It has taken more than five years for justice to be done – the accident happened on 20 August 2006.
The contractors had hired a van-mounted Versalift VST4000 aerial work platform but took no steps to check that it was fit for purpose.
The 10-year-old machine was hired from Highland Access, which has since gone out of business.
The Health & Safety Executive (HSE) prosecuted Amey Infrastructure Services Ltd and Mouchel Parkman Services Ltd following the incident on the A5036 Princess Way in Seaforth on 20 August 2006.
Liverpool Crown Court heard that Peter Cole, from Lymm in Cheshire, had been replacing the lights on the central reservation when the cherry picker’s lifting arm collapsed.
The 61-year-old, who was married with three children and three grandchildren, fell nearly eight metres and landed on the back of the vehicle. He died from his injuries in hospital later that day.
The court was told Mr Cole was employed by Amey Infrastructure Services Ltd, part of the Amey Mouchel joint venture with Mouchel Parkman Services Ltd.
The HSE investigation found neither company had adequate systems for checking and maintaining the cherry picker, both when it was first delivered or throughout the hire period.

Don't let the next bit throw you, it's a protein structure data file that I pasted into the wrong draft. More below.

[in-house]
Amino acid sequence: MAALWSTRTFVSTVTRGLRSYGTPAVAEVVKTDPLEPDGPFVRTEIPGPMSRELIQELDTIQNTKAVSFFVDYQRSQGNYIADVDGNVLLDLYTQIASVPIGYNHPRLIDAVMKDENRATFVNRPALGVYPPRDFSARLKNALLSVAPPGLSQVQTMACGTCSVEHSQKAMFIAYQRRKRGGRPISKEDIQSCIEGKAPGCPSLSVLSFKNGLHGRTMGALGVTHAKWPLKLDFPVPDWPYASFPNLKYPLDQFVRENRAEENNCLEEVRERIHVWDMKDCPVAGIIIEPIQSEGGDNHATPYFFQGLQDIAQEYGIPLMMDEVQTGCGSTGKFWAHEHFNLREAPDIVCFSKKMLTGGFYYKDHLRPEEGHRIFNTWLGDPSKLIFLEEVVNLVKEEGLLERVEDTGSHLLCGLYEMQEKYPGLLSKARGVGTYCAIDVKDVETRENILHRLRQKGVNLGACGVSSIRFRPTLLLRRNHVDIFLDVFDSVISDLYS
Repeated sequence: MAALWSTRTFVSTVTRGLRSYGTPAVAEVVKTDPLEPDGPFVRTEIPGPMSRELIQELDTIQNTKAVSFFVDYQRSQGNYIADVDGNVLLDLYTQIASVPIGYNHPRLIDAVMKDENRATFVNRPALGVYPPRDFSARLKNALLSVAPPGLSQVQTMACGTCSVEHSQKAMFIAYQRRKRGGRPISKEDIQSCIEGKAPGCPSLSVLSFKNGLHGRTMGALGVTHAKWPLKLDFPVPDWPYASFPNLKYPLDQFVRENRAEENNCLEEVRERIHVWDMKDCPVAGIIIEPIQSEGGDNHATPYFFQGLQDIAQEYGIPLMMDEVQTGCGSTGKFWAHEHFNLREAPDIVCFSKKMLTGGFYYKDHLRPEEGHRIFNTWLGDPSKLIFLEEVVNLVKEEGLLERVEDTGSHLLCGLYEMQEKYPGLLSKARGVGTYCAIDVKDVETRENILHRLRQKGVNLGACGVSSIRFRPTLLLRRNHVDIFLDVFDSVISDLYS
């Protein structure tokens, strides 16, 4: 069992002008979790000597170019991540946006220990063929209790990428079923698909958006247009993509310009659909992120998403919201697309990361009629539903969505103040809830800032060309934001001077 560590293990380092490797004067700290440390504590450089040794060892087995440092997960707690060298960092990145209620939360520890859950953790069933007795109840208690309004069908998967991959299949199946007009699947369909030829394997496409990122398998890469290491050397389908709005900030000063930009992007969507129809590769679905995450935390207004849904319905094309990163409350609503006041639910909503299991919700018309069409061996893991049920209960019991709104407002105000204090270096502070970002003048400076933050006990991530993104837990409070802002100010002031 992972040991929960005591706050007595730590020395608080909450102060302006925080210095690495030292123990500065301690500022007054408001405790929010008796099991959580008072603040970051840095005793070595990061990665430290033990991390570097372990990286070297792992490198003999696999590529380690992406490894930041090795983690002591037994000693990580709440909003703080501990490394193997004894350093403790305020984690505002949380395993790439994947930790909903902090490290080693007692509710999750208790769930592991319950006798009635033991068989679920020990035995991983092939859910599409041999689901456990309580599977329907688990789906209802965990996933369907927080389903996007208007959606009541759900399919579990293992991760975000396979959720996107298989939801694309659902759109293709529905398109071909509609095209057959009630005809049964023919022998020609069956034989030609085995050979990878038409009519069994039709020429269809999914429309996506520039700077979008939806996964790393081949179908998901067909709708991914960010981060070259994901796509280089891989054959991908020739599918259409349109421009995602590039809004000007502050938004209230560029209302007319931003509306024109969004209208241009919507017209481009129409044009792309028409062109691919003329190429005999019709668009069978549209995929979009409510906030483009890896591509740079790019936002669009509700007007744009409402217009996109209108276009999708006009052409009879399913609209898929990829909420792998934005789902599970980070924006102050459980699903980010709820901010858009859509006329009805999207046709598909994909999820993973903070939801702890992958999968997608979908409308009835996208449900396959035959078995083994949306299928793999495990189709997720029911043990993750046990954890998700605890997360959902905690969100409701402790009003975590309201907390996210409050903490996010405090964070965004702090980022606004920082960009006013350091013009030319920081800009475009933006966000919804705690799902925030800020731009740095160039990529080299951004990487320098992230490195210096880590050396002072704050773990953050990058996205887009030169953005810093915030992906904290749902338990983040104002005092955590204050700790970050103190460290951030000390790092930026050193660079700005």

The cherry picker needed to be repaired on several occasions while it was on hire to the companies, and had been subjected to heavy use in all weather conditions for almost a decade.
HSE inspector Dave Guyers said:
“Both companies had a legal duty to ensure Mr Cole remained safe but their checking and maintenance systems were inadequate and thus allowed him to use a cherry picker that was in a poor condition.
“Heavy usage and a regular repair record demand that checking and maintenance procedures are carried out thoroughly. This is vital with cherry pickers which place users at great risk when working at height.
“All companies must have effective checking and maintenance systems in place and act upon the findings from them. Ageing machinery should be maintained properly and responsibly – not doing so increases the likelihood of this sort of incident.”
Amey Infrastructure pleaded guilty to breaching Section 2(1) of the Health and Safety at Work etc Act 1974 by failing to ensure the safety of its employees. The company, of Edmund Halley Road, Oxford, was fined £30,000 and ordered to pay £32,500 in prosecution costs on 1 December.
Mouchel Parkman, also of Edmund Halley Road, Oxford, pleaded guilty to breaching Section 3(1) of the same act for failing to ensure Mr Cole’s safety. The company was fined £30,000 with costs of £32,500.